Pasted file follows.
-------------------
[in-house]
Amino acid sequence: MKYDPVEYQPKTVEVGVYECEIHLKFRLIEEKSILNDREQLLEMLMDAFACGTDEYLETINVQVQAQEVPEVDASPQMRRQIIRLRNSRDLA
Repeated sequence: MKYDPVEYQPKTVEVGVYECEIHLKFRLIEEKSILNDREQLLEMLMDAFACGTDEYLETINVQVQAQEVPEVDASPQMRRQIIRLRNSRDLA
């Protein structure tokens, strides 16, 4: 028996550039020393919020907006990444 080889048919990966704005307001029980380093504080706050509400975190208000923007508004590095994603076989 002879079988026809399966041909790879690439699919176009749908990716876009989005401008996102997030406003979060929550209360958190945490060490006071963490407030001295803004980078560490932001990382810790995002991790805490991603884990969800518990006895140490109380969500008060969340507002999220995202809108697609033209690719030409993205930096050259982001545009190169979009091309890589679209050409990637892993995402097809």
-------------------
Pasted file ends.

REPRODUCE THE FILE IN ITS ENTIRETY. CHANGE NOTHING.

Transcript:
[in-house]
Amino acid sequence: MKYDPVEYQPKTVEVGVYECEIHLKFRLIEEKSILNDREQLLEMLMDAFACGTDEYLETINVQVQAQEVPEVDASPQMRRQIIRLRNSRDLA
Repeated sequence: MKYDPVEYQPKTVEVGVYECEIHLKFRLIEEKSILNDREQLLEMLMDAFACGTDEYLETINVQVQAQEVPEVDASPQMRRQIIRLRNSRDLA
């Protein structure tokens, strides 16, 4: 028996550039020393919020907006990444 080889048919990966704005307001029980380093504080706050509400975190208000923007508004590095994603076989 002879079988026809399966041909790879690439699919176009749908990716876009989005401008996102997030406003979060929550209360958190945490060490006071963490407030001295803004980078560490932001990382810790995002991790805490991603884990969800518990006895140490109380969500008060969340507002999220995202809108697609033209690719030409993205930096050259982001545009190169979009091309890589679209050409990637892993995402097809």